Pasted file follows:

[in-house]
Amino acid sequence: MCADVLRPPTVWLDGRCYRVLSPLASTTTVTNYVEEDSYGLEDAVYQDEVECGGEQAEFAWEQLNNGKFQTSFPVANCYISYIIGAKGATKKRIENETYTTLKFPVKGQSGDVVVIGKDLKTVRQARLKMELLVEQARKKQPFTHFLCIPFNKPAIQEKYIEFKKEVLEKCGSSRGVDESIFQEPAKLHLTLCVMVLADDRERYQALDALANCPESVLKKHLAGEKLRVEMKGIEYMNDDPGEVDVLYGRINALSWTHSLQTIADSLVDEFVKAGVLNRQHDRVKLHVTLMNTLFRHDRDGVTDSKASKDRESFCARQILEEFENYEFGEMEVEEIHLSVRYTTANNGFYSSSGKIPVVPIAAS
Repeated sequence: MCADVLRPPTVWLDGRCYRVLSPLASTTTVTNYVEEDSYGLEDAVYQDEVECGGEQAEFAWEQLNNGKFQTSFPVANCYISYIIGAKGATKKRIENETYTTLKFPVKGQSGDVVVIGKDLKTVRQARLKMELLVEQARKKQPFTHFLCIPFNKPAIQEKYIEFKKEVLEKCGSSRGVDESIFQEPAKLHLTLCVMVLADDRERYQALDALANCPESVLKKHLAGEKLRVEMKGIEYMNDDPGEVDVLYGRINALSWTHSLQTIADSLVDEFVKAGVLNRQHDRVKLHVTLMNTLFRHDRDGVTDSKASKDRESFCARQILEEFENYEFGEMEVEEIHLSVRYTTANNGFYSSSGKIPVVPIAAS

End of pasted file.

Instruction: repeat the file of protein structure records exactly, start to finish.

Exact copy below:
[in-house]
Amino acid sequence: MCADVLRPPTVWLDGRCYRVLSPLASTTTVTNYVEEDSYGLEDAVYQDEVECGGEQAEFAWEQLNNGKFQTSFPVANCYISYIIGAKGATKKRIENETYTTLKFPVKGQSGDVVVIGKDLKTVRQARLKMELLVEQARKKQPFTHFLCIPFNKPAIQEKYIEFKKEVLEKCGSSRGVDESIFQEPAKLHLTLCVMVLADDRERYQALDALANCPESVLKKHLAGEKLRVEMKGIEYMNDDPGEVDVLYGRINALSWTHSLQTIADSLVDEFVKAGVLNRQHDRVKLHVTLMNTLFRHDRDGVTDSKASKDRESFCARQILEEFENYEFGEMEVEEIHLSVRYTTANNGFYSSSGKIPVVPIAAS
Repeated sequence: MCADVLRPPTVWLDGRCYRVLSPLASTTTVTNYVEEDSYGLEDAVYQDEVECGGEQAEFAWEQLNNGKFQTSFPVANCYISYIIGAKGATKKRIENETYTTLKFPVKGQSGDVVVIGKDLKTVRQARLKMELLVEQARKKQPFTHFLCIPFNKPAIQEKYIEFKKEVLEKCGSSRGVDESIFQEPAKLHLTLCVMVLADDRERYQALDALANCPESVLKKHLAGEKLRVEMKGIEYMNDDPGEVDVLYGRINALSWTHSLQTIADSLVDEFVKAGVLNRQHDRVKLHVTLMNTLFRHDRDGVTDSKASKDRESFCARQILEEFENYEFGEMEVEEIHLSVRYTTANNGFYSSSGKIPVVPIAAS